How do you inspire more girls to look to a technology career in the future?
Spark their interest in computer science while they’re young, sustain engagement in their teen years and you’ll inspire them to pursue technology careers as adults, says our research with Girls Who Code (GWC).
For the fifth year in a row, Accenture has teamed up with Girls Who Code, a non-profit organization that empowers girls to close the technology gender gap through computing classes and mentorship opportunities.
Meet four Girls Who Code alumna and current Accenture analysts who are driving innovation, creating change in technology and inspiring the next generation of women technologists.
Maleah Maxie, an Application Development Analyst working on a PeopleSoft-based project based in Atlanta.
Selina Sotomayor is a Digital Business Integration Senior Analyst working in data analytics based in San Francisco.
Aysha Qureshi is an Advanced Application Engineering Analyst working as an Integration Developer for a client project based in New York.
Hilary Shea is an Application Development Analyst working on a digital assistant project based in New York.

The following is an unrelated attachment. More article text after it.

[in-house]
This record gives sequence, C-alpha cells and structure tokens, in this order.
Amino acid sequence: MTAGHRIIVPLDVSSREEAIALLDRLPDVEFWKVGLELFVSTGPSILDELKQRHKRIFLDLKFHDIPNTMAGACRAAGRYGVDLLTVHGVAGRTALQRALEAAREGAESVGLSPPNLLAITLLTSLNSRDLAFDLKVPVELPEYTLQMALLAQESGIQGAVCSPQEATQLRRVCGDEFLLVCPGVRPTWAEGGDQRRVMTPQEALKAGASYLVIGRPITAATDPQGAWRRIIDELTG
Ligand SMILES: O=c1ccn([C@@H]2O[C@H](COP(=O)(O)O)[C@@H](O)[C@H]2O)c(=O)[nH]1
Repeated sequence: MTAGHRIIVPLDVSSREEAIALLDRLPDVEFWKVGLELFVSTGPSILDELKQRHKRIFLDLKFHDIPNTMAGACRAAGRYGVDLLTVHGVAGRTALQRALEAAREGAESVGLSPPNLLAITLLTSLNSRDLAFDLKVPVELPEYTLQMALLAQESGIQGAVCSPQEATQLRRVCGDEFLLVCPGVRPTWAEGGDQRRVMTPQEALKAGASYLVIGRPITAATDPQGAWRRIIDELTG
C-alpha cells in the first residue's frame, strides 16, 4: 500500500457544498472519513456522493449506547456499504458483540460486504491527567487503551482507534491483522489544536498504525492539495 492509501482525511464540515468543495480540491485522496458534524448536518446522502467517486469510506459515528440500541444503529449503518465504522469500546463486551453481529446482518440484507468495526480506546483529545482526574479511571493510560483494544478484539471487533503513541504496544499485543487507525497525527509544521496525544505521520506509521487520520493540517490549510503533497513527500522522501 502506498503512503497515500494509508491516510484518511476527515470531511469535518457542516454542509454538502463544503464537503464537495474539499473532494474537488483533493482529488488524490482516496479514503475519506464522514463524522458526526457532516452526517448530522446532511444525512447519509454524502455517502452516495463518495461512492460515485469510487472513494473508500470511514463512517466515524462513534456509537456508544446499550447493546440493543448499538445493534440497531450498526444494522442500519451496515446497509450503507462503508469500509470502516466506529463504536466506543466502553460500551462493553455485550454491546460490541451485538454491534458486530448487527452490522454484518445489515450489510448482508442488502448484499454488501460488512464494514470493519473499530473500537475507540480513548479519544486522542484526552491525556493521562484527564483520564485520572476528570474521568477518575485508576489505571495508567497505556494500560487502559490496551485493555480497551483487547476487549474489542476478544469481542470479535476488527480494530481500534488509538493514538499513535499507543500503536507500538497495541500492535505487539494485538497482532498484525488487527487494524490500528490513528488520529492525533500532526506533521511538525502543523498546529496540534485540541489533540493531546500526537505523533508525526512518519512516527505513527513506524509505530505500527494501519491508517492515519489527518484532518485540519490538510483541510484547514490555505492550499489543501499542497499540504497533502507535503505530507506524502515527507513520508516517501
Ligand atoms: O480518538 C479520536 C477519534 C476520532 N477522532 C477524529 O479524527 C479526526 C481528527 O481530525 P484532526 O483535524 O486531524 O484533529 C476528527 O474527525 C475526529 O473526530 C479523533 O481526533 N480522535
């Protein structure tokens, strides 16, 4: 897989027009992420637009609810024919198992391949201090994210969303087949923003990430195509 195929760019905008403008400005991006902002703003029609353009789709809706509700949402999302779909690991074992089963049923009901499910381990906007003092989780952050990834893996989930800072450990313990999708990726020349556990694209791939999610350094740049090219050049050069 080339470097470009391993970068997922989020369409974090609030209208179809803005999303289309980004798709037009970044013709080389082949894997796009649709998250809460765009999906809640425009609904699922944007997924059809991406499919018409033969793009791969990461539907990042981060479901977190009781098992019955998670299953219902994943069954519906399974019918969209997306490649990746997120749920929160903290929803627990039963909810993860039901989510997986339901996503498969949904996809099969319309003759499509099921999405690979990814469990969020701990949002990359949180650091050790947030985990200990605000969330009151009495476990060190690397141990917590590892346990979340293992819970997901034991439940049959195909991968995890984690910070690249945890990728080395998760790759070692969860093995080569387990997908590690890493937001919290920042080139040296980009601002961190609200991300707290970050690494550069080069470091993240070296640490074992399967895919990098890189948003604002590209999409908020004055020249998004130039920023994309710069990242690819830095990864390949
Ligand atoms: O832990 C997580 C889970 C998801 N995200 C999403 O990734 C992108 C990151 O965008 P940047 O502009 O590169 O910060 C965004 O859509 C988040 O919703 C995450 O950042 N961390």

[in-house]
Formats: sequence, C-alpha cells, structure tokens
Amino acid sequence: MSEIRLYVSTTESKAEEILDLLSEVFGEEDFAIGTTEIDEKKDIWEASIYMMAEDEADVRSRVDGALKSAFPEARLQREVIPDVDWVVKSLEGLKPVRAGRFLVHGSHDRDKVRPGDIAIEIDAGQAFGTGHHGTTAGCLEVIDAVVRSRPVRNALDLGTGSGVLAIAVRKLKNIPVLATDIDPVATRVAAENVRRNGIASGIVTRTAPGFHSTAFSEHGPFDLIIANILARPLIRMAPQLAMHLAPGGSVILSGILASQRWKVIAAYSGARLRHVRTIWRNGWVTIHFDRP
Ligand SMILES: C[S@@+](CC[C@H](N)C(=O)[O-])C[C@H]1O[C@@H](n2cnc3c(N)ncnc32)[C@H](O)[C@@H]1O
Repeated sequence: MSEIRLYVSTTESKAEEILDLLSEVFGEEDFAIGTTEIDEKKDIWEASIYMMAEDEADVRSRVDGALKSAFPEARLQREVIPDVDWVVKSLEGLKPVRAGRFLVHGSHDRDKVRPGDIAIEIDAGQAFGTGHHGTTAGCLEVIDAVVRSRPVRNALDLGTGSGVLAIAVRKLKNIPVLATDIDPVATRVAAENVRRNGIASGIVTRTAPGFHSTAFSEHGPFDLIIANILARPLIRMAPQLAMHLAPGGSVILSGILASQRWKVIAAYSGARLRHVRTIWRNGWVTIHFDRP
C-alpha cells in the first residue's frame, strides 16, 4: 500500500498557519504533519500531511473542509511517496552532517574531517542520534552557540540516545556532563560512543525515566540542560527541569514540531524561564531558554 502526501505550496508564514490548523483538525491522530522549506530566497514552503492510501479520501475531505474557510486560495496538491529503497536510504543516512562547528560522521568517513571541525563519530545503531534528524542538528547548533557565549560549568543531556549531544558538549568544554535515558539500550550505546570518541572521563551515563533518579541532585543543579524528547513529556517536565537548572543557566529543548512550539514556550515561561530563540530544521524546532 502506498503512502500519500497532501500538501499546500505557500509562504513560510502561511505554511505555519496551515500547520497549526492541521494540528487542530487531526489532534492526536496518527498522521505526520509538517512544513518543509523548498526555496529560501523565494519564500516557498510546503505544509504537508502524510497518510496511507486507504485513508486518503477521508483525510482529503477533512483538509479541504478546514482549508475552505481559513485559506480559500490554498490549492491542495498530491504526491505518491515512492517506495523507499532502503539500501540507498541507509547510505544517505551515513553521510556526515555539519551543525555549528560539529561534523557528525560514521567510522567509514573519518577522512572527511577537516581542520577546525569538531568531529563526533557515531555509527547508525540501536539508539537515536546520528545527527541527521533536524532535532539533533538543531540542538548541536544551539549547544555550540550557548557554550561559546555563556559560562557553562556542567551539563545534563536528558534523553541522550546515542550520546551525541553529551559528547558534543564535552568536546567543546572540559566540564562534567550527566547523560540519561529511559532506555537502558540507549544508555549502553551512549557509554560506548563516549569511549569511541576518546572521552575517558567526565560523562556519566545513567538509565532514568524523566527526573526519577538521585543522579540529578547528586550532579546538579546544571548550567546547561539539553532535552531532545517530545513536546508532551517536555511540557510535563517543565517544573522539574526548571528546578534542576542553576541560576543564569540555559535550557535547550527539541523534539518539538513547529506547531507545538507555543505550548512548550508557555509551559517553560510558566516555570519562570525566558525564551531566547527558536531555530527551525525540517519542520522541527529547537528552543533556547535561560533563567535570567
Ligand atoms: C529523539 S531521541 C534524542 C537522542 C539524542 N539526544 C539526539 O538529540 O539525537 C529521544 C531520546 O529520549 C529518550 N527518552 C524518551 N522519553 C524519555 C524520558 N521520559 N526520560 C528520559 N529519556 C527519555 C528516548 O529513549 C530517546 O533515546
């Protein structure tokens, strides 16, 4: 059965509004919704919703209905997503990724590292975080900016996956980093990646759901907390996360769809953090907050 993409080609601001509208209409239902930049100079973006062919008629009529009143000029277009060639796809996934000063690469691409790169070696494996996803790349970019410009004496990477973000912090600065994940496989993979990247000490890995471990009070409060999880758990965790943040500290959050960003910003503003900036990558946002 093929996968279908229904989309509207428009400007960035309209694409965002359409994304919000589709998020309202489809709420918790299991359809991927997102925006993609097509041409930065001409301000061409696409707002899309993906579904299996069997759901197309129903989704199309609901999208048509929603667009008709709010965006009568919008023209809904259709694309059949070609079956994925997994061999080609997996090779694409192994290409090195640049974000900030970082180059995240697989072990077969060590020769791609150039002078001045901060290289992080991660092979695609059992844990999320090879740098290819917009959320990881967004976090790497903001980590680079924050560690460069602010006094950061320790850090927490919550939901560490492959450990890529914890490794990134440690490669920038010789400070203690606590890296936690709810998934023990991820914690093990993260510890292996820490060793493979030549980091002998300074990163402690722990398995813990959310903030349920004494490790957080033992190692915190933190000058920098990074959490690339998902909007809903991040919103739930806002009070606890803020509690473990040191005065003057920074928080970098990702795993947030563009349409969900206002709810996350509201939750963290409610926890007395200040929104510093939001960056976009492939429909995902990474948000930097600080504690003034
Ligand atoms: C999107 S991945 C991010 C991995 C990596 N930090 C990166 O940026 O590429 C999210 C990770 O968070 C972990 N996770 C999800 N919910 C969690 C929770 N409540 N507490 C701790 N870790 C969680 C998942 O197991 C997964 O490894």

What first spurred your interest in technology?
Selina: I entered college wanting to be a biology major, but as I started taking computer science classes sophomore year, I became more interested in data analysis and technology.
Maleah: Because my major was so interdisciplinary, I had the opportunity to take a variety of psychology, philosophy, linguistics and computer science courses, and I was intrigued at how all these topics fit into creating human-centered technology.
Aysha: I always loved doing puzzles, but what really sparked my interest in technology was a class called Introduction to Algorithms in my first year of high school.
Hilary: The problem-solving and logic puzzles present in computer science were very intellectually intriguing and inspired me to pursue that as a major.
How has technology impacted your career, and how has that changed over time?
Aysha: When I first started college, my idea of an ideal job was to be a software engineer at a big tech company. As time passed, I realized that in addition to technology, I thoroughly enjoy having personal connections with people and learning the business side of things.